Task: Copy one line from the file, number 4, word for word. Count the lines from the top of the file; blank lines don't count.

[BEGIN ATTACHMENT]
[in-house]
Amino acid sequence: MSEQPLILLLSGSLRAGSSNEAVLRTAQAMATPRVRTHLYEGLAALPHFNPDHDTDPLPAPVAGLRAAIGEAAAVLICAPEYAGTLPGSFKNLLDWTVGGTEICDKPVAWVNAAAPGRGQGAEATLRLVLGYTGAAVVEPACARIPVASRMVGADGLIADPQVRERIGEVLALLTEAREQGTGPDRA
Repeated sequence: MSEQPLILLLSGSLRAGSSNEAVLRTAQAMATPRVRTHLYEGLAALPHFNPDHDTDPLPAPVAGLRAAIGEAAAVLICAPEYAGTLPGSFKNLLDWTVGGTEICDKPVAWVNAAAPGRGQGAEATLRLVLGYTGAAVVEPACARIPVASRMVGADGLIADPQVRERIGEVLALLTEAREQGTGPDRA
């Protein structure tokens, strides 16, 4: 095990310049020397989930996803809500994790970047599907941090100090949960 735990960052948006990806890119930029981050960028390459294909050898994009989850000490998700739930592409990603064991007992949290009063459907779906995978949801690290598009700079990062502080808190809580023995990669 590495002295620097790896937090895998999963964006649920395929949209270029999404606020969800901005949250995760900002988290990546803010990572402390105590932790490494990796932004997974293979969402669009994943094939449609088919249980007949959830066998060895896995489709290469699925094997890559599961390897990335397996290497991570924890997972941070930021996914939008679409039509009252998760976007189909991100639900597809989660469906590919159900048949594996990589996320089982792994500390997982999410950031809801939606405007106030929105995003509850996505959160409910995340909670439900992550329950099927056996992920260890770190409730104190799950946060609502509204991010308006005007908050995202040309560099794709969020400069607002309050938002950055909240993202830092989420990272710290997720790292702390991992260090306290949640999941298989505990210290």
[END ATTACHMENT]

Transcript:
């Protein structure tokens, strides 16, 4: 095990310049020397989930996803809500994790970047599907941090100090949960 735990960052948006990806890119930029981050960028390459294909050898994009989850000490998700739930592409990603064991007992949290009063459907779906995978949801690290598009700079990062502080808190809580023995990669 590495002295620097790896937090895998999963964006649920395929949209270029999404606020969800901005949250995760900002988290990546803010990572402390105590932790490494990796932004997974293979969402669009994943094939449609088919249980007949959830066998060895896995489709290469699925094997890559599961390897990335397996290497991570924890997972941070930021996914939008679409039509009252998760976007189909991100639900597809989660469906590919159900048949594996990589996320089982792994500390997982999410950031809801939606405007106030929105995003509850996505959160409910995340909670439900992550329950099927056996992920260890770190409730104190799950946060609502509204991010308006005007908050995202040309560099794709969020400069607002309050938002950055909240993202830092989420990272710290997720790292702390991992260090306290949640999941298989505990210290």